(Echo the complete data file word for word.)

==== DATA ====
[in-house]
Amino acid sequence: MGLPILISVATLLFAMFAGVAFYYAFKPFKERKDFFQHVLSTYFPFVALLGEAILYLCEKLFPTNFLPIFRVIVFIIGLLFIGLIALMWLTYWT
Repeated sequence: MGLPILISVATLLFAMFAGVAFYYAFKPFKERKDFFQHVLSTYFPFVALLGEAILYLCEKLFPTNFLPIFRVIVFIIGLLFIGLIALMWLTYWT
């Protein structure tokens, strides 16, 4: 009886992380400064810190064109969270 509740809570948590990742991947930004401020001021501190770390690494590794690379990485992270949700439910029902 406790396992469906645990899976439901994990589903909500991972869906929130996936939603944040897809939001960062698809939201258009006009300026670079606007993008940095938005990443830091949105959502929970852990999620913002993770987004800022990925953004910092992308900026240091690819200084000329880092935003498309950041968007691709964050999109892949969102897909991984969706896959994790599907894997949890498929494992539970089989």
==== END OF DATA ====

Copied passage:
[in-house]
Amino acid sequence: MGLPILISVATLLFAMFAGVAFYYAFKPFKERKDFFQHVLSTYFPFVALLGEAILYLCEKLFPTNFLPIFRVIVFIIGLLFIGLIALMWLTYWT
Repeated sequence: MGLPILISVATLLFAMFAGVAFYYAFKPFKERKDFFQHVLSTYFPFVALLGEAILYLCEKLFPTNFLPIFRVIVFIIGLLFIGLIALMWLTYWT
């Protein structure tokens, strides 16, 4: 009886992380400064810190064109969270 509740809570948590990742991947930004401020001021501190770390690494590794690379990485992270949700439910029902 406790396992469906645990899976439901994990589903909500991972869906929130996936939603944040897809939001960062698809939201258009006009300026670079606007993008940095938005990443830091949105959502929970852990999620913002993770987004800022990925953004910092992308900026240091690819200084000329880092935003498309950041968007691709964050999109892949969102897909991984969706896959994790599907894997949890498929494992539970089989």